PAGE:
What are you worth? A Freelancer's Guide to Pricing.
Here are some crucial tips and sources which are worth to consider when determining prices for your work as freelancer:
This is the most important factor in setting your price and is the common denominator when estimating your hourly rate. The first step is to consider the nature of the project and approximate the number of hours, on average, it would take you to complete. For example, you know that it will take you 4 hours to research, write and edit an article of 1,000 words, so, in 1 hour you can produce 250 words. This might take some time and practice to approximate correctly, but its essential to know your working speed, so that you don’t get yourself into projects that overwhelm you.
It's important to keep in mind that some companies will set a fixed price per project (Learn more about hourly vs. fixed pricing). This is great when you’re a fast worker as you can finish quickly and leave spare time to complete other projects. However, if you’re not a fast worker, you might find that your hourly rate drops. Don’t fret! As you progress, you should be able to increase your speed as you become familiar with the type of work. You could also try discussing a slightly higher fixed rate with your client - but only if the work you offer is worth the price increase.
Life's not cheap. This is why you must consider all your living expenses to make sure these are being covered by your freelance projects. The most obvious are the costs of tools and equipment used to complete the project as well as office rental costs and travel expenses - but there are many more you might not have thought of. Don't forget to include your healthcare insurance bills, vacation savings, pension payments and taxes!
The best way forward is to add all your monthly expenses together and then divide by the estimated number of hours you expect to work over the coming month. For example, you know that your monthly expenses amount to € or $ 1000 and you estimate you will work 100 hours on your projects that month. You then divide the total cost by the number of hours to arrive at your hourly expense rate – in this example, its $/€ 10/hour. You now know that you need to be paid a minimum of $/€ 10 to simply cover expenses (with the condition that you work 100 hours within that month).
It goes (almost) without saying, that if you have an excellent set of skills and extensive experience in your profession, you should be paid a higher rate. The skills you develop through education and professional experience will enhance your project, producing better results than a newbie. For example, as a trained graphic designer, you have become competent across a wide range of software and can offer your clients more options – then you must charge for this! Too many new freelancers underestimate their skills or don’t take them into account when setting their rate.
You will notice over time your price will steadily increase as you learn to incorporate your experience as a freelancer into the price. Regardless, if you are going to charge more for skills and experience – you should be able to deliver on this promise!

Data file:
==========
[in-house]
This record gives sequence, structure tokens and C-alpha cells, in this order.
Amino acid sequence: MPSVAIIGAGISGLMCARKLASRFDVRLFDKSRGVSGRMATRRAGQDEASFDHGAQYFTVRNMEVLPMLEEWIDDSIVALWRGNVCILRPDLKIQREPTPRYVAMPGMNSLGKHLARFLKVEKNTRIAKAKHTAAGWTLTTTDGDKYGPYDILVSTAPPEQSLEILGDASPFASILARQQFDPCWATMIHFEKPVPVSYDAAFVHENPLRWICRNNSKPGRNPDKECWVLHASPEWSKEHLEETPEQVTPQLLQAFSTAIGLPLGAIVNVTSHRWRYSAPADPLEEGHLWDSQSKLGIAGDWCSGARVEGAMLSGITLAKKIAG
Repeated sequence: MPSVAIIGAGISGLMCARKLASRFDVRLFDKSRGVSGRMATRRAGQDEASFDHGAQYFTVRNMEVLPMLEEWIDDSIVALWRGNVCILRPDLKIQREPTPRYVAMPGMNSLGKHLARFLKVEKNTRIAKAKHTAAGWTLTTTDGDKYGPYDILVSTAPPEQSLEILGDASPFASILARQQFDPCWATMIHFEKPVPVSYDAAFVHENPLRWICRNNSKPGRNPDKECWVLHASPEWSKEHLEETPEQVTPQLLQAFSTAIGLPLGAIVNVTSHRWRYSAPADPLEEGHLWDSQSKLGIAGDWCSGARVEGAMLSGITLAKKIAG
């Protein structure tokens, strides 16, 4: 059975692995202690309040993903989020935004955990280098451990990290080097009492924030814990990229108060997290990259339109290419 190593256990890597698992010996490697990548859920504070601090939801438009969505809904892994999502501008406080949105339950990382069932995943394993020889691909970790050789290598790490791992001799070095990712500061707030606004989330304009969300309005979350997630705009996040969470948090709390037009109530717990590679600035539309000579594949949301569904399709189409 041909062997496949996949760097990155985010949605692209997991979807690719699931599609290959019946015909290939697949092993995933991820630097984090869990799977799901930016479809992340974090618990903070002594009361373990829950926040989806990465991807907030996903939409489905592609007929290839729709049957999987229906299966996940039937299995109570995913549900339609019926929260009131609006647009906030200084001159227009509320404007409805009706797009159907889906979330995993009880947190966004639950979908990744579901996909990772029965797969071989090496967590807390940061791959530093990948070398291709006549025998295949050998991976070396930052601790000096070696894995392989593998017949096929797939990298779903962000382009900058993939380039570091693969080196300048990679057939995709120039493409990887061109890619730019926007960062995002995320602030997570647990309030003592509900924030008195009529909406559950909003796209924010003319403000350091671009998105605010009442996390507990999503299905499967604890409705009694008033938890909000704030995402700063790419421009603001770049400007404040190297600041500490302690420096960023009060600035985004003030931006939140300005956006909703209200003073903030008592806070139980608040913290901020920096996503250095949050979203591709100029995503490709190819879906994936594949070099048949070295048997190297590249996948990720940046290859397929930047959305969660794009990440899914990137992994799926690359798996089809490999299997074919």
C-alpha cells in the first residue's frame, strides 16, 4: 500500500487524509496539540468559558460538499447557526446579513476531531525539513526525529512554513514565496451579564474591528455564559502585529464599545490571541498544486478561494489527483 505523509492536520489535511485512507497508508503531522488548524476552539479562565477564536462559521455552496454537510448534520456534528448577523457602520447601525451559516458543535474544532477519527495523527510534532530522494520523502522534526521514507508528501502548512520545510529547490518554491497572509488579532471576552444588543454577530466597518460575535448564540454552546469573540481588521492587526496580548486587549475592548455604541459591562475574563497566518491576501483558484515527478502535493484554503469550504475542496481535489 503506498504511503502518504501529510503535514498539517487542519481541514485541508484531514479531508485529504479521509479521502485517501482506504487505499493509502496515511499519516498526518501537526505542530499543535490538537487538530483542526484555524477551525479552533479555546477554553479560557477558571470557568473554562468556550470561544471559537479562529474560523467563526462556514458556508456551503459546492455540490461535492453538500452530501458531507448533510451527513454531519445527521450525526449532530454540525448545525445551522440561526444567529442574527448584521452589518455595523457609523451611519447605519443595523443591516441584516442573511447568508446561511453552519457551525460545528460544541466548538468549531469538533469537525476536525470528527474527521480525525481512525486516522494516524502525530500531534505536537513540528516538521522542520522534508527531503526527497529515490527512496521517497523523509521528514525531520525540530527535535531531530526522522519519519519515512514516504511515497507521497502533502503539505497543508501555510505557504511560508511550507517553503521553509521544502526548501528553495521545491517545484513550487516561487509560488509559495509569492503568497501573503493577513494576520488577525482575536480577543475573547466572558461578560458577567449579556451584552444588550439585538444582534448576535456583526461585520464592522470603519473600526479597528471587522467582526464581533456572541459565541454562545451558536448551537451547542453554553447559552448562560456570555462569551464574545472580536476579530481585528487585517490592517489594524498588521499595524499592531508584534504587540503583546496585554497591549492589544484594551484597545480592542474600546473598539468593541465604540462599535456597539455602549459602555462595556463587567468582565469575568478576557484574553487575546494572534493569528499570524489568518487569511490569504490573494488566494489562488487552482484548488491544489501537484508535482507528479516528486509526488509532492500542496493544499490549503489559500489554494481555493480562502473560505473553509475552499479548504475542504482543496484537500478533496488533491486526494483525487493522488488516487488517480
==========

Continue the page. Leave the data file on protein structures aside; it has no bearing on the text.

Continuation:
This factor might not be obvious, but you have to consider who your clients are to determine how to price. Some jobs might be slightly riskier, some clients might require you to make a greater effort, or offer a job that you’re not very interested in and some might require you to do a “rush” job. In these cases, you should charge slightly more for the added effort, hassle or risk involved. But, keep this within reason, as you don’t want to overcharge and deter the client from asking you to work with them again. It is also important to be transparent about the reasons why you charge them more for the job.
On the other hand, if your client offers you a project you are really interested in, or you know the client will offer you repeated projects – then the opposite applies. You should lower your price slightly to beat the competition and encourage the client to hire you again.
You should get into the habit of clearly recording the details of all your projects including your clients, the jobs they hired you for and the price you charged them. This way, you can always refer to it later if they decide to work with you again and you can make sure you offer a consistent or logical rate.
Another important factor to consider are the industry standards and the market demand for your type of work. Since these vary between profession, city and country it is impossible to give a clear rule of thumb. However, you can always call your local employment bureau to get advice. You can also join a coworking space in your neigbourhood or associations such as the International Freelancers Association or the Freelancers Union to discuss your rights, rates and connect with other freelancers.
Now get out there and negotiate!
Once you have figured out your working speed, the industry standards, estimated your costs, and the effort/risk involved with the project, you are ready to set your price. For those of you wanting to get a sneak preview, you can try the Freelancer Switch – Hourly Rate Calculator or MyTimeValue to get a ballpark figure. However, it is still recommended to do your own calculations.
As you head into your next interview, don’t be afraid to negotiate; getting a better price will often come down to whether you have the confidence to ask for it! If you are professional and reasonable about your price, then more often than not, the clients will be willing to accept a price increase.
Words of Wisdom
Franz Brueck, a well-known freelance photographer, told us that in the end, pricing all boils down to a feeling: how you feel with the client, how you feel about the project, even how you feel on the day of the interview. He also explains how important it is to be open to any opportunity – often the ones you least expect, end up being the most rewarding.